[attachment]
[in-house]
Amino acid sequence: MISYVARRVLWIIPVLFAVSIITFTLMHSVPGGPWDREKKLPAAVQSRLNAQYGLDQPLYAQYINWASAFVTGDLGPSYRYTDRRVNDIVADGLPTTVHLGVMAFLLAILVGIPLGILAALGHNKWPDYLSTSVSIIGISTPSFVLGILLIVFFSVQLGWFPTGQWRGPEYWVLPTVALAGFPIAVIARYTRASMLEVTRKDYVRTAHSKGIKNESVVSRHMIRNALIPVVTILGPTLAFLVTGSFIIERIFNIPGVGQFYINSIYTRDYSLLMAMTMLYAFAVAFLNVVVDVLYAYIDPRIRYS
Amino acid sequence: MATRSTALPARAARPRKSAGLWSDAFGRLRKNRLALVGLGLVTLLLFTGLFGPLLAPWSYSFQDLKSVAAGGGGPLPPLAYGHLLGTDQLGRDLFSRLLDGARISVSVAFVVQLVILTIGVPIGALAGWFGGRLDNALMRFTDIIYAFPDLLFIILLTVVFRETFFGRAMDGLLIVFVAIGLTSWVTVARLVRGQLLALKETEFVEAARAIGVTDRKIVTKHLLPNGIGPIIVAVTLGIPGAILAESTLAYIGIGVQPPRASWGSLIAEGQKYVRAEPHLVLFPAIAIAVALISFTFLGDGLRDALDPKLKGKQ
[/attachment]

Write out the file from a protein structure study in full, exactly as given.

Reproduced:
[in-house]
Amino acid sequence: MISYVARRVLWIIPVLFAVSIITFTLMHSVPGGPWDREKKLPAAVQSRLNAQYGLDQPLYAQYINWASAFVTGDLGPSYRYTDRRVNDIVADGLPTTVHLGVMAFLLAILVGIPLGILAALGHNKWPDYLSTSVSIIGISTPSFVLGILLIVFFSVQLGWFPTGQWRGPEYWVLPTVALAGFPIAVIARYTRASMLEVTRKDYVRTAHSKGIKNESVVSRHMIRNALIPVVTILGPTLAFLVTGSFIIERIFNIPGVGQFYINSIYTRDYSLLMAMTMLYAFAVAFLNVVVDVLYAYIDPRIRYS
Amino acid sequence: MATRSTALPARAARPRKSAGLWSDAFGRLRKNRLALVGLGLVTLLLFTGLFGPLLAPWSYSFQDLKSVAAGGGGPLPPLAYGHLLGTDQLGRDLFSRLLDGARISVSVAFVVQLVILTIGVPIGALAGWFGGRLDNALMRFTDIIYAFPDLLFIILLTVVFRETFFGRAMDGLLIVFVAIGLTSWVTVARLVRGQLLALKETEFVEAARAIGVTDRKIVTKHLLPNGIGPIIVAVTLGIPGAILAESTLAYIGIGVQPPRASWGSLIAEGQKYVRAEPHLVLFPAIAIAVALISFTFLGDGLRDALDPKLKGKQ